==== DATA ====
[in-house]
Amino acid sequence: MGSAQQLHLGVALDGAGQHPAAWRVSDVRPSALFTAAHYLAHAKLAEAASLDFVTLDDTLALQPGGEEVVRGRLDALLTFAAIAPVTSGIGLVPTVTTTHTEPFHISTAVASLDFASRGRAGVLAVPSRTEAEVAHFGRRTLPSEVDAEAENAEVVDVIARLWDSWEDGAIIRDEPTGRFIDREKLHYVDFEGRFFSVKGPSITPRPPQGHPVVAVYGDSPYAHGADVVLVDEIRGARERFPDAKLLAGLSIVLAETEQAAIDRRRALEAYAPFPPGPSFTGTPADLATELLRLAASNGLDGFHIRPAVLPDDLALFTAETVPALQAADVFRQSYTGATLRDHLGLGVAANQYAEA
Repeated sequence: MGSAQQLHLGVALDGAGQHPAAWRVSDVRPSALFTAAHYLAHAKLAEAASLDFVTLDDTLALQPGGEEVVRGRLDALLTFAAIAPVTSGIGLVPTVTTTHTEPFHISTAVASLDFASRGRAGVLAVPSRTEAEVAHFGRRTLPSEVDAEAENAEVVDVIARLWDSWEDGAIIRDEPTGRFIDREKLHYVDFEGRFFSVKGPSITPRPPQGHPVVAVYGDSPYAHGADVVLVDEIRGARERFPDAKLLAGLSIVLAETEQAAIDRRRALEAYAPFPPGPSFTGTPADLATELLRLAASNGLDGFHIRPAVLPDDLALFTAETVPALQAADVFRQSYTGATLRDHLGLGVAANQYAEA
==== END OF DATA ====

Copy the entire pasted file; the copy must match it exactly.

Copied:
[in-house]
Amino acid sequence: MGSAQQLHLGVALDGAGQHPAAWRVSDVRPSALFTAAHYLAHAKLAEAASLDFVTLDDTLALQPGGEEVVRGRLDALLTFAAIAPVTSGIGLVPTVTTTHTEPFHISTAVASLDFASRGRAGVLAVPSRTEAEVAHFGRRTLPSEVDAEAENAEVVDVIARLWDSWEDGAIIRDEPTGRFIDREKLHYVDFEGRFFSVKGPSITPRPPQGHPVVAVYGDSPYAHGADVVLVDEIRGARERFPDAKLLAGLSIVLAETEQAAIDRRRALEAYAPFPPGPSFTGTPADLATELLRLAASNGLDGFHIRPAVLPDDLALFTAETVPALQAADVFRQSYTGATLRDHLGLGVAANQYAEA
Repeated sequence: MGSAQQLHLGVALDGAGQHPAAWRVSDVRPSALFTAAHYLAHAKLAEAASLDFVTLDDTLALQPGGEEVVRGRLDALLTFAAIAPVTSGIGLVPTVTTTHTEPFHISTAVASLDFASRGRAGVLAVPSRTEAEVAHFGRRTLPSEVDAEAENAEVVDVIARLWDSWEDGAIIRDEPTGRFIDREKLHYVDFEGRFFSVKGPSITPRPPQGHPVVAVYGDSPYAHGADVVLVDEIRGARERFPDAKLLAGLSIVLAETEQAAIDRRRALEAYAPFPPGPSFTGTPADLATELLRLAASNGLDGFHIRPAVLPDDLALFTAETVPALQAADVFRQSYTGATLRDHLGLGVAANQYAEA